ISTANBUL (Reuters) - Turkey has asked more than 100 companies to explain what it says are excessive price increases of goods, it said on Monday, in a probe into suspected price gouging after a currency crisis pushed inflation to a 15-year high.
The move comes after President Tayyip Erdogan last week called on Turks to report unusual price hikes in shops, saying it was the government’s responsibility to raid the inventories of stores if necessary.
The lira TRYTOM=D3 has fallen 40 percent this year. Erdogan, who has cast the sell-off as an economic attack on the country, has said fines would be imposed against "opportunists" who took advantage of the selling to aggressively raise prices.
The Trade Ministry said on Monday it had asked 114 companies for explanations of the price increases, after inspecting more than 69,000 products at nearly 4,000 companies.
The investigation was not aimed at intervening in the free market, but to prevent unfair price hikes, it said. It did not give information about the companies or products suspected of excessive price increases.
As the currency crisis deepened in August, the government made it illegal for companies to arbitrarily impose price increases if they were not impacted by a rise in input costs or the exchange rate.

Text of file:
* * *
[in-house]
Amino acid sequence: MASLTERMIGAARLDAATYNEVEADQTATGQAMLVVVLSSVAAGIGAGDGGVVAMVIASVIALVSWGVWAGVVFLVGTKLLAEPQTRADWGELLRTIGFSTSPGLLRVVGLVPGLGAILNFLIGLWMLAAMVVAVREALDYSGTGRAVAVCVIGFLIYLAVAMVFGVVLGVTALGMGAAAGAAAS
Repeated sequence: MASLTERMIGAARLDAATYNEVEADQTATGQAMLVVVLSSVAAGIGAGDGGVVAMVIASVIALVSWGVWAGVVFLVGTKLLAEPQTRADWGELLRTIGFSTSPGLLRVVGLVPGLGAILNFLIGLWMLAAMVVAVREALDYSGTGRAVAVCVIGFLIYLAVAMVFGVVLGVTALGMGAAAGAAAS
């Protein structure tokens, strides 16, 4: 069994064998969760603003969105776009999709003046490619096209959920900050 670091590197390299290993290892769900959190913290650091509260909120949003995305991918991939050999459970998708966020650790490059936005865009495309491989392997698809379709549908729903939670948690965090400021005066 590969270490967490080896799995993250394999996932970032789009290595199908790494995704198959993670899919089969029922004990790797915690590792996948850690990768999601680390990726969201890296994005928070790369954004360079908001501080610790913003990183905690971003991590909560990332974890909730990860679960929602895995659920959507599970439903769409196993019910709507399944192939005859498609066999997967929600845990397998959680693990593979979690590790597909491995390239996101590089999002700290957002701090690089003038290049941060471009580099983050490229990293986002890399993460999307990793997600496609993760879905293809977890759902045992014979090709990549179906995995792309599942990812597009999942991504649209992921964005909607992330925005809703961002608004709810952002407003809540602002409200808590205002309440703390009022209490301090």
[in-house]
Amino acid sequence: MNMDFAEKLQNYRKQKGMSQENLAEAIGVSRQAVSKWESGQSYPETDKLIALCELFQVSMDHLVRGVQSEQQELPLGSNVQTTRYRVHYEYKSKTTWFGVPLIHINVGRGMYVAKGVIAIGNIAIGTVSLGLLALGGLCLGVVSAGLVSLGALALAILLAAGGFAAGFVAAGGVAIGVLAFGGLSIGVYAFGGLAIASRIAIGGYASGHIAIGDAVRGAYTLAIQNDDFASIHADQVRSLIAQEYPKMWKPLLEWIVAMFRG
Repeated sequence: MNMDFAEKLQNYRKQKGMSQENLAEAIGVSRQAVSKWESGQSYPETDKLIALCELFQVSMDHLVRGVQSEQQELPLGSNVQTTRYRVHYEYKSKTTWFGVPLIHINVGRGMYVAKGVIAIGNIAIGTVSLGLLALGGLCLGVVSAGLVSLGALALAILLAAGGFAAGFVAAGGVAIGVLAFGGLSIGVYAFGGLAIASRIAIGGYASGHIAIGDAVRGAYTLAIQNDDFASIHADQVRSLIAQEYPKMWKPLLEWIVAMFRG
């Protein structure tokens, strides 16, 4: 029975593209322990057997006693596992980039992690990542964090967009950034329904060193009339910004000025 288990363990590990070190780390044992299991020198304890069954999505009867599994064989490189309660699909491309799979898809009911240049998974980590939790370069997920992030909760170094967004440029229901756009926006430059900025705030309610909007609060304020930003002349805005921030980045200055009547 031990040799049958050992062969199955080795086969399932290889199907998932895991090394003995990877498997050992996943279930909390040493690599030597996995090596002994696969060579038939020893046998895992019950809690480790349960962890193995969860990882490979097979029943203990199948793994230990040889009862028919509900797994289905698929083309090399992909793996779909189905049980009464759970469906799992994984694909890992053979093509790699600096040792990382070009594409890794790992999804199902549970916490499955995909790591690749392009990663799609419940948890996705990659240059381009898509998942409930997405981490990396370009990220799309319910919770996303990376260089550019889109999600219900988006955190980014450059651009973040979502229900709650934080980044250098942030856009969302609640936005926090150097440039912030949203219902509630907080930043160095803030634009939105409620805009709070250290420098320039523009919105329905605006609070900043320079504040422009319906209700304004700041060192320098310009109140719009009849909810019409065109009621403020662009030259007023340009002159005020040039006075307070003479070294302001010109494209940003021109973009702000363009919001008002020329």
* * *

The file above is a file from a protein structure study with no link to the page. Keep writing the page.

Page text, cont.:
Separately, Boyner Group (BOYP.IS), one of Turkey’s top clothing retailers, said it would introduce a 10 percent discount on the products of more than 30 affiliated brands to help counter inflation. The size of the discount will increase in the future, it said.
Finance Minister Berat Albayrak, Erdogan’s son-in-law, is due to announce a program for a “full-fledged fight against inflation” on Tuesday.
Inflation surged to nearly 25 percent in September, data showed last week, hitting its highest in 15 years and underscoring the deep impact of the currency crisis on consumers.
Reporting by Nevzat Devranoglu and Ceyda Caglayan; Writing by Ali Kucukgocmen; Editing by David Dolan and Toby Chopra